Chuck Yeager, the most famous test pilot of his generation, who was the first to break the sound barrier and, thanks to Tom Wolfe, came to personify the death-defying aviator who possessed the elusive yet unmistakable “right stuff,” died on Monday in Los Angeles. He was 97.
His death, at a hospital, was announced on his official Twitter account.
General Yeager came out of the West Virginia hills with only a high school education and with a drawl that left many a fellow pilot bewildered. The first time he went up in a plane, he was sick to his stomach.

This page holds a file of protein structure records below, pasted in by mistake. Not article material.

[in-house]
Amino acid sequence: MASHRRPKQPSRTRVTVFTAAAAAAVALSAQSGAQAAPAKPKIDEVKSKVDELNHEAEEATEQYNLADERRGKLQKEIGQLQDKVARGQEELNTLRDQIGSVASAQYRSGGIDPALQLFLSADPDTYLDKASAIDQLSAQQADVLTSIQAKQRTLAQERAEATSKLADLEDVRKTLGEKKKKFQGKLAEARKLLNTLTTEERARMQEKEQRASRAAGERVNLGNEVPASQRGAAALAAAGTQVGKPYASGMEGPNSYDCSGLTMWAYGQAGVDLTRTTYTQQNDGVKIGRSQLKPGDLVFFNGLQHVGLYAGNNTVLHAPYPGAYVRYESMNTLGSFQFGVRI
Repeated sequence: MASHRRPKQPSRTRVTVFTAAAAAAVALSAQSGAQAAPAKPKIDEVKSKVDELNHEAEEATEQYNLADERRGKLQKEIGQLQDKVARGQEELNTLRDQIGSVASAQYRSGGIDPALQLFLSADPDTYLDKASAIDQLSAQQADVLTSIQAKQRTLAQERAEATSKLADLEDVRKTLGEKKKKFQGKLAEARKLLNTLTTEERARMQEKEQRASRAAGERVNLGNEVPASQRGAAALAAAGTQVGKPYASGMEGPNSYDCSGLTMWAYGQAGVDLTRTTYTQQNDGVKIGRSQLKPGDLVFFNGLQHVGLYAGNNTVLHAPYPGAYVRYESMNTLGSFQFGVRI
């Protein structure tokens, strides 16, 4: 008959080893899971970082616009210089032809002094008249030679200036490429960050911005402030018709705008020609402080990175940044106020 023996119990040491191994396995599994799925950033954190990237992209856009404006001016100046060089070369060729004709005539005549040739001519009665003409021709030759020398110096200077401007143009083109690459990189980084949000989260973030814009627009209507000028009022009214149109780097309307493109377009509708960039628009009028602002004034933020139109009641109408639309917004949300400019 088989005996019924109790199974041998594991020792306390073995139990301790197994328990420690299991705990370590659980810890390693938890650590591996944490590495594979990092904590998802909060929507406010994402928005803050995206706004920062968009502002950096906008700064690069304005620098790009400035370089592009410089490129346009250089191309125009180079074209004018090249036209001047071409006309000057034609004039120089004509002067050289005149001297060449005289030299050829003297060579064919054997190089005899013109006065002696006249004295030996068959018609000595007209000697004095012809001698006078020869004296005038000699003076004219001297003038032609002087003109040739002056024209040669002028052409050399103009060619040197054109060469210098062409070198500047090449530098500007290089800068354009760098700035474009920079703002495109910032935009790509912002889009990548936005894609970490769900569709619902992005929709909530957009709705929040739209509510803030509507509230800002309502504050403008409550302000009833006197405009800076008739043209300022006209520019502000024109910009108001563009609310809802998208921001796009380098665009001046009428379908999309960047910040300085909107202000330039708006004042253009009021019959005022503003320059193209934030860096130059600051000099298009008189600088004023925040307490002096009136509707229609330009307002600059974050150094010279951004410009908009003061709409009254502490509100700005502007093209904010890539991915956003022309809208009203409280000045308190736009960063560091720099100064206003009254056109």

But he became a fighter ace in World War II, shooting down five German planes in a single day and 13 over all. In the decade that followed, he helped usher in the age of military jets and spaceflight. He flew more than 150 military aircraft, logging more than 10,000 hours in the air.
His signal achievement came on Oct. 14, 1947, when he climbed out of a B-29 bomber as it ascended over the Mojave Desert in California and entered the cockpit of an orange, bullet-shaped, rocket-powered experimental plane attached to the bomb bay.
I know this is off topic, but General Yeager was my childhood hero. I still have the very dog-eared copy of his autobiography that I used to read by flashlight after bedtime as a kid.View Linked Article